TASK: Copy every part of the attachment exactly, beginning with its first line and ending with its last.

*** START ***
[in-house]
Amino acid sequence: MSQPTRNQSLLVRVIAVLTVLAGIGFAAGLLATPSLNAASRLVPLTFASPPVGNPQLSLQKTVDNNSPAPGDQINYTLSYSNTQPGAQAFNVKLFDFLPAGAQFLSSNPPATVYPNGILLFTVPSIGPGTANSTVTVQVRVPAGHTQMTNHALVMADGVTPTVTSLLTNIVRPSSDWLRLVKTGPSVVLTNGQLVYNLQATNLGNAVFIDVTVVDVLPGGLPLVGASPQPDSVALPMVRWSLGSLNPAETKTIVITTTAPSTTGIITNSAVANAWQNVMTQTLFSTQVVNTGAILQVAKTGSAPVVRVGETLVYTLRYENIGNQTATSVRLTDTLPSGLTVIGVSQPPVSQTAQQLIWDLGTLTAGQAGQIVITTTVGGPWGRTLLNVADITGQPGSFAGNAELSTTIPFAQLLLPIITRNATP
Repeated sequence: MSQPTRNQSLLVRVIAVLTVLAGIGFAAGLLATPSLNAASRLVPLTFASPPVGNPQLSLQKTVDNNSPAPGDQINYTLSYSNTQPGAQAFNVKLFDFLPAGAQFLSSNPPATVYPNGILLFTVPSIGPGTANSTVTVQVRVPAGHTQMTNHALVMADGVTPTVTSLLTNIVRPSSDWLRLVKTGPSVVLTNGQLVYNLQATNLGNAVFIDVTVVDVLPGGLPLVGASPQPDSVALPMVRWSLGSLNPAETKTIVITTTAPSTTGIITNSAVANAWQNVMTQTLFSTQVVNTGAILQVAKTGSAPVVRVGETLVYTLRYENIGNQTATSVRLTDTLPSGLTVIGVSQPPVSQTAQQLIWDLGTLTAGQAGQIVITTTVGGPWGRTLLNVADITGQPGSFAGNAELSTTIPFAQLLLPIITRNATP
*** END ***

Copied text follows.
[in-house]
Amino acid sequence: MSQPTRNQSLLVRVIAVLTVLAGIGFAAGLLATPSLNAASRLVPLTFASPPVGNPQLSLQKTVDNNSPAPGDQINYTLSYSNTQPGAQAFNVKLFDFLPAGAQFLSSNPPATVYPNGILLFTVPSIGPGTANSTVTVQVRVPAGHTQMTNHALVMADGVTPTVTSLLTNIVRPSSDWLRLVKTGPSVVLTNGQLVYNLQATNLGNAVFIDVTVVDVLPGGLPLVGASPQPDSVALPMVRWSLGSLNPAETKTIVITTTAPSTTGIITNSAVANAWQNVMTQTLFSTQVVNTGAILQVAKTGSAPVVRVGETLVYTLRYENIGNQTATSVRLTDTLPSGLTVIGVSQPPVSQTAQQLIWDLGTLTAGQAGQIVITTTVGGPWGRTLLNVADITGQPGSFAGNAELSTTIPFAQLLLPIITRNATP
Repeated sequence: MSQPTRNQSLLVRVIAVLTVLAGIGFAAGLLATPSLNAASRLVPLTFASPPVGNPQLSLQKTVDNNSPAPGDQINYTLSYSNTQPGAQAFNVKLFDFLPAGAQFLSSNPPATVYPNGILLFTVPSIGPGTANSTVTVQVRVPAGHTQMTNHALVMADGVTPTVTSLLTNIVRPSSDWLRLVKTGPSVVLTNGQLVYNLQATNLGNAVFIDVTVVDVLPGGLPLVGASPQPDSVALPMVRWSLGSLNPAETKTIVITTTAPSTTGIITNSAVANAWQNVMTQTLFSTQVVNTGAILQVAKTGSAPVVRVGETLVYTLRYENIGNQTATSVRLTDTLPSGLTVIGVSQPPVSQTAQQLIWDLGTLTAGQAGQIVITTTVGGPWGRTLLNVADITGQPGSFAGNAELSTTIPFAQLLLPIITRNATP